United States Court of Appeals For the Seventh Circuit
Constitutional Law — abortion
The district judge did not err in staying, pending trial, sec. 940.15(5), which prohibits a doctor from performing an abortion unless he has admitting privileges at a hospital no more than 30 miles from the clinic in which the abortion is performed.
“The cases that deal with abortion-related statutes sought to be justified on medical grounds require not only evidence (here lacking as we have seen) that the medical grounds are legitimate but also that the statute not impose an ‘undue burden’ on women seeking abortions. Planned Parenthood of Southeastern Pennsylvania v. Casey, supra, 505 U.S. at 874, 877, 900–01 (plurality opinion); Stenberg v. Carhart, 530 U.S. 914, 930, 938 (2000); cf. Mazurek v. Armstrong, 520 U.S. 968, 972–73 (1997) (per curiam). The feebler the medical grounds, the likelier the burden, even if slight, to be ‘undue’ in the sense of disproportionate or gratuitous. It is not a matter of the number of women likely to be affected. ‘[A]n undue burden is a shorthand for the conclusion that a state regulation has the purpose or effect of placing a substantial obstacle in the path of a woman seeking an abortion of a nonviable fetus.’ Planned Parenthood of Southeastern Pennsylvania v. Casey, supra, 505 U.S. at 877 (plurality opinion). In this case the medical grounds thus far presented (‘thus far’ being an important qualification given the procedural setting—a preliminary? injunction proceeding) are feeble, yet the burden great because of the state’s refusal to have permitted abortion providers a reasonable time within which to comply.”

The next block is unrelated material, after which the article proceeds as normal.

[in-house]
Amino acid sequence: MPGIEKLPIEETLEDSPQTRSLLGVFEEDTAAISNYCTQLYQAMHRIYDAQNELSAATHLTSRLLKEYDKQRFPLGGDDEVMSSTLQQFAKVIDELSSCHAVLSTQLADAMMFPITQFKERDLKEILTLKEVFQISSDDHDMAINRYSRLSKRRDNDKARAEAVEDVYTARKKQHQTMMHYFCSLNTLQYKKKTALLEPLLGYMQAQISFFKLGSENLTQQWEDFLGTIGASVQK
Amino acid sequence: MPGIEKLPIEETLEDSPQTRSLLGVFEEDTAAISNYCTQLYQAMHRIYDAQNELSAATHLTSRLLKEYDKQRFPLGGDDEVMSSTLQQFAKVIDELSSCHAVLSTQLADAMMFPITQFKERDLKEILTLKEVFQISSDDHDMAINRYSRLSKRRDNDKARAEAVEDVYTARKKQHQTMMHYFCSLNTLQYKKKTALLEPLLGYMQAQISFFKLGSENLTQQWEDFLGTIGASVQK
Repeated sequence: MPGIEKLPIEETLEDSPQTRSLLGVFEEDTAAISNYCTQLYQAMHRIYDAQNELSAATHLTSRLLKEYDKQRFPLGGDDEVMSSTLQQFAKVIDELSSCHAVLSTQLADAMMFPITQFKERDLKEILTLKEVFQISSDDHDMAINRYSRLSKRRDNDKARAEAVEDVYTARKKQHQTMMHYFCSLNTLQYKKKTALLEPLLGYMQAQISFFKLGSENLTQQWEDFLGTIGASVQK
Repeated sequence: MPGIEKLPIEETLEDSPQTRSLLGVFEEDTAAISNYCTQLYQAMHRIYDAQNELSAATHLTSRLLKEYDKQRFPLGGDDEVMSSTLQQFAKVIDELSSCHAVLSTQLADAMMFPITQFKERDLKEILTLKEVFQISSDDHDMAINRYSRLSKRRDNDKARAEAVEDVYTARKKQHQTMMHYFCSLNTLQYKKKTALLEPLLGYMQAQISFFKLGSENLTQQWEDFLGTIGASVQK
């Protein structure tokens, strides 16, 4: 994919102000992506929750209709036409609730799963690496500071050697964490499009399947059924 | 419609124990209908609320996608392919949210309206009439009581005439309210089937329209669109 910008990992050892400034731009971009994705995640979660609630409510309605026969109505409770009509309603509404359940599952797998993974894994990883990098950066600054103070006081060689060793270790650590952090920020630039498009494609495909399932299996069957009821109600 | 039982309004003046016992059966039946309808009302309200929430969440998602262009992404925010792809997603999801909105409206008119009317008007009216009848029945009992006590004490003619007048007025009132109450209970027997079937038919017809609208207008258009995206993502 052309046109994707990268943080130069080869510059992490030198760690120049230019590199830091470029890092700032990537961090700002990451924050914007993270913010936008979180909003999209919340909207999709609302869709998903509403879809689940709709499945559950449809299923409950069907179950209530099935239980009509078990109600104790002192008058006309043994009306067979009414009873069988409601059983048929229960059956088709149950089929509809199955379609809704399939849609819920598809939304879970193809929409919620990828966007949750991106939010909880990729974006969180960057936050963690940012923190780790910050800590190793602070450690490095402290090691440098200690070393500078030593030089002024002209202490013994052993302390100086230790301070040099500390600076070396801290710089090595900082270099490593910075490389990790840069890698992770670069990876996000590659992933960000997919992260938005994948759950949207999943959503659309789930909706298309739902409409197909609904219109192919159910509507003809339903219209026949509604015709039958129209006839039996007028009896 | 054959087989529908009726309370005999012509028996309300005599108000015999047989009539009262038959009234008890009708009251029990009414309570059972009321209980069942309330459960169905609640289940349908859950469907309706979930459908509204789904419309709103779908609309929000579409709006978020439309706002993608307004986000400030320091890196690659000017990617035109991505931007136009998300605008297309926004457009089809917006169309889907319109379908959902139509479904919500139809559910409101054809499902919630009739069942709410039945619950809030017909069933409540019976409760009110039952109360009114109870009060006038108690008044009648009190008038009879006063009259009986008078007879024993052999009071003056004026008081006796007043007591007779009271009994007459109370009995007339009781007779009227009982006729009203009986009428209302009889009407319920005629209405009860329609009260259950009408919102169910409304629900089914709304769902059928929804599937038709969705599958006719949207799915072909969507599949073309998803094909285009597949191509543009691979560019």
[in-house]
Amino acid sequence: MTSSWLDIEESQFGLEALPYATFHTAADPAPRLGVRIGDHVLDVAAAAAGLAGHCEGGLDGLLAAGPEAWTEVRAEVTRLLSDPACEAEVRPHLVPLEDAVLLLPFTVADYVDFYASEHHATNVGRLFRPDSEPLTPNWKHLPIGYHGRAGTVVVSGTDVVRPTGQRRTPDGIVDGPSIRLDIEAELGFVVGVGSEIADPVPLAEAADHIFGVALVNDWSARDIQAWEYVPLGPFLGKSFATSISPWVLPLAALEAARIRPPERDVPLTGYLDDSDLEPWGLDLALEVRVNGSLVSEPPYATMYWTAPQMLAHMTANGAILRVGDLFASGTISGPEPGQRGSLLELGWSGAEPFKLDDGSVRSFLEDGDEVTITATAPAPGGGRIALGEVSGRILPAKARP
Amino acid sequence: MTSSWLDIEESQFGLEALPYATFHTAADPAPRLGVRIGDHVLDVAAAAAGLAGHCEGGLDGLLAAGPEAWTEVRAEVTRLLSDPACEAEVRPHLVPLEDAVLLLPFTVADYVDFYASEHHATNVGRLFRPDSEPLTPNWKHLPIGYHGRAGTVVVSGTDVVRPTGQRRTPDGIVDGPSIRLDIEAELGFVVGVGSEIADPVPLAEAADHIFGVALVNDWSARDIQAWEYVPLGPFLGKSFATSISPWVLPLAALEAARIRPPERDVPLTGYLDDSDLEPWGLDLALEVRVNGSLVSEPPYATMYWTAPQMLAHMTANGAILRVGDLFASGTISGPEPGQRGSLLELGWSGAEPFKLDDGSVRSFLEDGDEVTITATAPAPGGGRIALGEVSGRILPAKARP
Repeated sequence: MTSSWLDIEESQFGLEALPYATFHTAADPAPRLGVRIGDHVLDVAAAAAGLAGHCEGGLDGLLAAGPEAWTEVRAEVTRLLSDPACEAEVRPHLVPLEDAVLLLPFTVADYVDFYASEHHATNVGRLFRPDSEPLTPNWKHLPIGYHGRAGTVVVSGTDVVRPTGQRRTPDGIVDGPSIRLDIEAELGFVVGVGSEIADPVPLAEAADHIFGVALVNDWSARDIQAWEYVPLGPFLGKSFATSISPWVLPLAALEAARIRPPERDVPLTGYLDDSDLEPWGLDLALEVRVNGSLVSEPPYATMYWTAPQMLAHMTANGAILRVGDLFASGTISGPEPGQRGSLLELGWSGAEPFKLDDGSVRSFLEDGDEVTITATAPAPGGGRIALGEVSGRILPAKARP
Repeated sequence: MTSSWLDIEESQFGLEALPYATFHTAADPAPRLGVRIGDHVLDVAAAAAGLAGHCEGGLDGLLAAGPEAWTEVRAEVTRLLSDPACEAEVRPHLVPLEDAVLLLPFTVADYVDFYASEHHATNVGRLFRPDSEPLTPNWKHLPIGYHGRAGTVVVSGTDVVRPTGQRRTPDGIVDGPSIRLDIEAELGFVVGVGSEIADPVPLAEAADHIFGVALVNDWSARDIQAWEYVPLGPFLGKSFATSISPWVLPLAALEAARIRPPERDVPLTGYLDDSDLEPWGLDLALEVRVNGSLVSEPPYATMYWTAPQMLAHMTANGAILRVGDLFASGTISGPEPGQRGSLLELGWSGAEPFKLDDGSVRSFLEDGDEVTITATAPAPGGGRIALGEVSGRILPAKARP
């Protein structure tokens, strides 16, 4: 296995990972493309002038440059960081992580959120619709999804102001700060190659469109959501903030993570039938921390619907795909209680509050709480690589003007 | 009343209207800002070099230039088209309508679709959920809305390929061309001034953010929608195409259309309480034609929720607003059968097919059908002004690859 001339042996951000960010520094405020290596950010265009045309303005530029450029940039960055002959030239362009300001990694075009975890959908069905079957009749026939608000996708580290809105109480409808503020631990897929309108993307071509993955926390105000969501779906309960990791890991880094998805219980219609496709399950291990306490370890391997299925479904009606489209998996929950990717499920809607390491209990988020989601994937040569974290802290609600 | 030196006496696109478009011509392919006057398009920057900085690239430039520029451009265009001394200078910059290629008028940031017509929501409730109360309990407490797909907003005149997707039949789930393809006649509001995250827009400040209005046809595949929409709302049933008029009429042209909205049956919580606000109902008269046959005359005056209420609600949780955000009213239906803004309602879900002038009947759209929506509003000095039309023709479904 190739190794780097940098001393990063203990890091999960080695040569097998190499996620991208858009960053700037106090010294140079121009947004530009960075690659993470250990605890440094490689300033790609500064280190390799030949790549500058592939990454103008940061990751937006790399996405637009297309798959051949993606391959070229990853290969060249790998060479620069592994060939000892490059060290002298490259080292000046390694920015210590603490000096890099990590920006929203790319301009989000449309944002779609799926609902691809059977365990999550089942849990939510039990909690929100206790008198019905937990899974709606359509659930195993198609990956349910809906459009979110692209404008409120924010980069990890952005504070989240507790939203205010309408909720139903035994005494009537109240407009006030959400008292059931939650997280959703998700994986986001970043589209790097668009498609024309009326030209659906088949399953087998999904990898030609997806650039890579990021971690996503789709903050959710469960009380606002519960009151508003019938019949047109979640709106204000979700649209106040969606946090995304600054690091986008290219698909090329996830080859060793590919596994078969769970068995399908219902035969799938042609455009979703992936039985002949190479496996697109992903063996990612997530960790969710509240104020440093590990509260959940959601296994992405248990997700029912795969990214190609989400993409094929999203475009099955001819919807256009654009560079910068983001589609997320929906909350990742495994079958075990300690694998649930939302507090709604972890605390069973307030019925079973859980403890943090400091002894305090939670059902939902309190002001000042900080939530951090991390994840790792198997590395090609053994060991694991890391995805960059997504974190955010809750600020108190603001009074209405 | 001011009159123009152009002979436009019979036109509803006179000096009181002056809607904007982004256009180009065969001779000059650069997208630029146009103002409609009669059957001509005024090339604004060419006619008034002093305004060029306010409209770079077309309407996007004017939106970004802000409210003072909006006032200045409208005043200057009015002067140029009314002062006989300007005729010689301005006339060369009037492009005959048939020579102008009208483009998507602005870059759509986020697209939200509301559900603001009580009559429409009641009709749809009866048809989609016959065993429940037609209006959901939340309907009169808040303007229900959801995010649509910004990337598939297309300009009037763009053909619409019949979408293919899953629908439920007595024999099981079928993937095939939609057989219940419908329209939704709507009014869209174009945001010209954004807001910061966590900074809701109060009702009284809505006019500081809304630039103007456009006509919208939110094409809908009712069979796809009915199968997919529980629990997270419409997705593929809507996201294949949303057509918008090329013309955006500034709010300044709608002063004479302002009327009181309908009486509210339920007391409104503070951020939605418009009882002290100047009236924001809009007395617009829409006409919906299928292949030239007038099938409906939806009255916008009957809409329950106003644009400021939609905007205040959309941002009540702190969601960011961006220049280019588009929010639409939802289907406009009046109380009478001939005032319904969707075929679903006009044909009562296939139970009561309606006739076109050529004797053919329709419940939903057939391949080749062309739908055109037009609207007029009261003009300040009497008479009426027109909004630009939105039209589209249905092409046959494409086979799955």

13-2726 Planned Parenthood of Wisconsin, Inc., v. Van Hollen
Appeal from the United States District Court for the Western District of Wisconsin, Conley, J., Posner, J.